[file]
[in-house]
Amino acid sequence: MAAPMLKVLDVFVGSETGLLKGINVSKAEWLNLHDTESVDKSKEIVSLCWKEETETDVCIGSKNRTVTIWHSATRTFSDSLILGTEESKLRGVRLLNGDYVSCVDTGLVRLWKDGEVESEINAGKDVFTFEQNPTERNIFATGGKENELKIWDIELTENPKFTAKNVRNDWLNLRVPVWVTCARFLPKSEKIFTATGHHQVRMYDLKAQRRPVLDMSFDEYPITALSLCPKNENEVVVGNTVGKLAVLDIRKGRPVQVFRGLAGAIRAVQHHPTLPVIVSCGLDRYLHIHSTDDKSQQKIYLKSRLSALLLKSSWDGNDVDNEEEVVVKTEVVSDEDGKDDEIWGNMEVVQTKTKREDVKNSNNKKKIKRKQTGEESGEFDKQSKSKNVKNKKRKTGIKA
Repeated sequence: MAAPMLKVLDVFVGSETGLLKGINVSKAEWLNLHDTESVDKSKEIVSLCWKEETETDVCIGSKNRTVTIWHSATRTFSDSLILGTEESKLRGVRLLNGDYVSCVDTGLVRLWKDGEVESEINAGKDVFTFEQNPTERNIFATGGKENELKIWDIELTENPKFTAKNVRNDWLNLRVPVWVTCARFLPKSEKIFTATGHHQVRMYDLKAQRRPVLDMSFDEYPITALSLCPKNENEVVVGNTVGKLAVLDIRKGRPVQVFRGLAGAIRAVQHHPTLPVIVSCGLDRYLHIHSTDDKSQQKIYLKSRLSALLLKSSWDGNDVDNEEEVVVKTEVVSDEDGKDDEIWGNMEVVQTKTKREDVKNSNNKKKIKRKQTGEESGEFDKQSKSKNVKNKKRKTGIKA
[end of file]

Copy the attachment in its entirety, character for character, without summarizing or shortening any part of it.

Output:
[in-house]
Amino acid sequence: MAAPMLKVLDVFVGSETGLLKGINVSKAEWLNLHDTESVDKSKEIVSLCWKEETETDVCIGSKNRTVTIWHSATRTFSDSLILGTEESKLRGVRLLNGDYVSCVDTGLVRLWKDGEVESEINAGKDVFTFEQNPTERNIFATGGKENELKIWDIELTENPKFTAKNVRNDWLNLRVPVWVTCARFLPKSEKIFTATGHHQVRMYDLKAQRRPVLDMSFDEYPITALSLCPKNENEVVVGNTVGKLAVLDIRKGRPVQVFRGLAGAIRAVQHHPTLPVIVSCGLDRYLHIHSTDDKSQQKIYLKSRLSALLLKSSWDGNDVDNEEEVVVKTEVVSDEDGKDDEIWGNMEVVQTKTKREDVKNSNNKKKIKRKQTGEESGEFDKQSKSKNVKNKKRKTGIKA
Repeated sequence: MAAPMLKVLDVFVGSETGLLKGINVSKAEWLNLHDTESVDKSKEIVSLCWKEETETDVCIGSKNRTVTIWHSATRTFSDSLILGTEESKLRGVRLLNGDYVSCVDTGLVRLWKDGEVESEINAGKDVFTFEQNPTERNIFATGGKENELKIWDIELTENPKFTAKNVRNDWLNLRVPVWVTCARFLPKSEKIFTATGHHQVRMYDLKAQRRPVLDMSFDEYPITALSLCPKNENEVVVGNTVGKLAVLDIRKGRPVQVFRGLAGAIRAVQHHPTLPVIVSCGLDRYLHIHSTDDKSQQKIYLKSRLSALLLKSSWDGNDVDNEEEVVVKTEVVSDEDGKDDEIWGNMEVVQTKTKREDVKNSNNKKKIKRKQTGEESGEFDKQSKSKNVKNKKRKTGIKA